Every investment needs an exit strategy.  Without it, you’ve failed to map out a plan and like the old saying goes: “When you fail to plan, you plan to fail”.  For many investors, the exit may be transferring to your children, charitable donation or simply securing the passive income to supplement a comfortable retirement.  For many new investors in the Southern California multifamily market, the opportunity to exit couldn’t come fast enough.

New Craigslist Rental Scams Target Landlords

Written by Apartment Management Magazine on . Posted in Blog

By Becky Bower 

Craigslist is a great tool to promote your vacancies and attract a ton of new, interested applicants, but it isn’t without its problems. The online classified site is notorious for being the playground for identity thieves, scammers, and digital criminals – and your rental properties could be their next target.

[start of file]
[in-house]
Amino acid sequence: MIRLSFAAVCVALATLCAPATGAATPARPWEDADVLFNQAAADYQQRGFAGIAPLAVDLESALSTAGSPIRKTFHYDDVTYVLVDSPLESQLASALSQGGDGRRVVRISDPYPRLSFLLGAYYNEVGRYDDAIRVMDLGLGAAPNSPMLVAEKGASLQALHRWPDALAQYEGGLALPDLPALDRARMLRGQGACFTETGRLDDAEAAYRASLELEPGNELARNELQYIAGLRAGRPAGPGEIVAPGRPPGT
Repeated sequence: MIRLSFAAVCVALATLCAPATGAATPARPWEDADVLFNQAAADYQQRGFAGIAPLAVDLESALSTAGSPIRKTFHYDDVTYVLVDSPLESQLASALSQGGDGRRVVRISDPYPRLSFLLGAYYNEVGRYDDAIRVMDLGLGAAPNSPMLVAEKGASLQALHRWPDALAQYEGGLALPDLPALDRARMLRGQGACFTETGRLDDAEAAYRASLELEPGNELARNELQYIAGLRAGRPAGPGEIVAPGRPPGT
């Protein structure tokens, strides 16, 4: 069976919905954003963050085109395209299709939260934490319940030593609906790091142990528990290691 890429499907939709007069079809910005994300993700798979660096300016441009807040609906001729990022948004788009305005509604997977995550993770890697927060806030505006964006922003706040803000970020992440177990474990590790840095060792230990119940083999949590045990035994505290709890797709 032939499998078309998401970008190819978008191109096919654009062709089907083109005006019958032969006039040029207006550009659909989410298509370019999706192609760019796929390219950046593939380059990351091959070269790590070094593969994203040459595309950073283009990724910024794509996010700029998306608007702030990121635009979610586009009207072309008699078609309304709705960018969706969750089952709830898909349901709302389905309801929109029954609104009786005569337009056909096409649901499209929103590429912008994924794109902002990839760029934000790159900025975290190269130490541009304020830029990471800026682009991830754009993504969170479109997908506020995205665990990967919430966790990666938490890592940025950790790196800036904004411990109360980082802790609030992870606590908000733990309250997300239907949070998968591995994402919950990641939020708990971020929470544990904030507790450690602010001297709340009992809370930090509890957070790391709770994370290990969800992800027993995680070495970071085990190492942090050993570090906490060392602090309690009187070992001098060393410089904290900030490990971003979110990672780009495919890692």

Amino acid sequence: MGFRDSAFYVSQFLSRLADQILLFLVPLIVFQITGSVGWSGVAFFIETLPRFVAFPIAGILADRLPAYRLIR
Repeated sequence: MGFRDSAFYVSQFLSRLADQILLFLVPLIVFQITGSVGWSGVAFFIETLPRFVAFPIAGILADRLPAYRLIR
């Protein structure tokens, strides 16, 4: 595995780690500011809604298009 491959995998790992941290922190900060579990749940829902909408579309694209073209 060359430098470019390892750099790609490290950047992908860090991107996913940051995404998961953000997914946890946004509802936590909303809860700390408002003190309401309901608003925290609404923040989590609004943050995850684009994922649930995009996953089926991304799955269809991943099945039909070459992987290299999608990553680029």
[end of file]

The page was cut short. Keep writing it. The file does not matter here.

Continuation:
What’s Trust got to do with it? A Soft-Story Story.

Written by Apartment Management Magazine on . Posted in Blog

By Dee Soffer

Trust is fragile gift. One that you must hold on to dearly and handle it with utmost care. We need trust in everything we do. It’s that component in life that when you have it, everything becomes possible.  It is the basis of healthy relationships; first cultivated with ourselves and then with everything that surrounds us.

In this short article I want to focus on contractual trust. Where one party promises to act a certain way, and in return the other party promises to respond in an agreeable manner. This is the preliminary stage of establishing the very critical step of building the foundation for trust worthy relationships. The stage where expectations are built, and deliverables become metrics for character and capacities judgment. Presumably, both sides take this step with their best of intentions to meet expectations.